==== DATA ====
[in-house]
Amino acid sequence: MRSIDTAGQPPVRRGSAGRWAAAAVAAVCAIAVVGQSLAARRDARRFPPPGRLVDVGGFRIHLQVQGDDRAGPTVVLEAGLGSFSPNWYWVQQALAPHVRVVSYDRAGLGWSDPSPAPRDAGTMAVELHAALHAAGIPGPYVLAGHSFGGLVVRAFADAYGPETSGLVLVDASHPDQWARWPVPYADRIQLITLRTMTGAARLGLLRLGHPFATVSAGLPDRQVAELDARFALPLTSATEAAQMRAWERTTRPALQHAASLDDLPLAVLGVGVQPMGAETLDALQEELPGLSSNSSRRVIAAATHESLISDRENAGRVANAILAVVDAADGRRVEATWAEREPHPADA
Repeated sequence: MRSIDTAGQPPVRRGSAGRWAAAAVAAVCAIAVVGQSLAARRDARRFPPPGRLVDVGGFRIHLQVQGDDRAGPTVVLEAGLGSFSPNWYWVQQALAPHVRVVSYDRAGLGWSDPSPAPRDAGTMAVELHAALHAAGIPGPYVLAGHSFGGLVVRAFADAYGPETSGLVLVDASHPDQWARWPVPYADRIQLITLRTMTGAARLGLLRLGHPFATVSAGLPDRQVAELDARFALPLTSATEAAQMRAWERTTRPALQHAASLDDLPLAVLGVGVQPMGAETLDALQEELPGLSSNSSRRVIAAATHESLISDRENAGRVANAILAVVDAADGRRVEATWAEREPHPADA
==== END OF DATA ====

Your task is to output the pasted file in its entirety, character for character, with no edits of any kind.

[in-house]
Amino acid sequence: MRSIDTAGQPPVRRGSAGRWAAAAVAAVCAIAVVGQSLAARRDARRFPPPGRLVDVGGFRIHLQVQGDDRAGPTVVLEAGLGSFSPNWYWVQQALAPHVRVVSYDRAGLGWSDPSPAPRDAGTMAVELHAALHAAGIPGPYVLAGHSFGGLVVRAFADAYGPETSGLVLVDASHPDQWARWPVPYADRIQLITLRTMTGAARLGLLRLGHPFATVSAGLPDRQVAELDARFALPLTSATEAAQMRAWERTTRPALQHAASLDDLPLAVLGVGVQPMGAETLDALQEELPGLSSNSSRRVIAAATHESLISDRENAGRVANAILAVVDAADGRRVEATWAEREPHPADA
Repeated sequence: MRSIDTAGQPPVRRGSAGRWAAAAVAAVCAIAVVGQSLAARRDARRFPPPGRLVDVGGFRIHLQVQGDDRAGPTVVLEAGLGSFSPNWYWVQQALAPHVRVVSYDRAGLGWSDPSPAPRDAGTMAVELHAALHAAGIPGPYVLAGHSFGGLVVRAFADAYGPETSGLVLVDASHPDQWARWPVPYADRIQLITLRTMTGAARLGLLRLGHPFATVSAGLPDRQVAELDARFALPLTSATEAAQMRAWERTTRPALQHAASLDDLPLAVLGVGVQPMGAETLDALQEELPGLSSNSSRRVIAAATHESLISDRENAGRVANAILAVVDAADGRRVEATWAEREPHPADA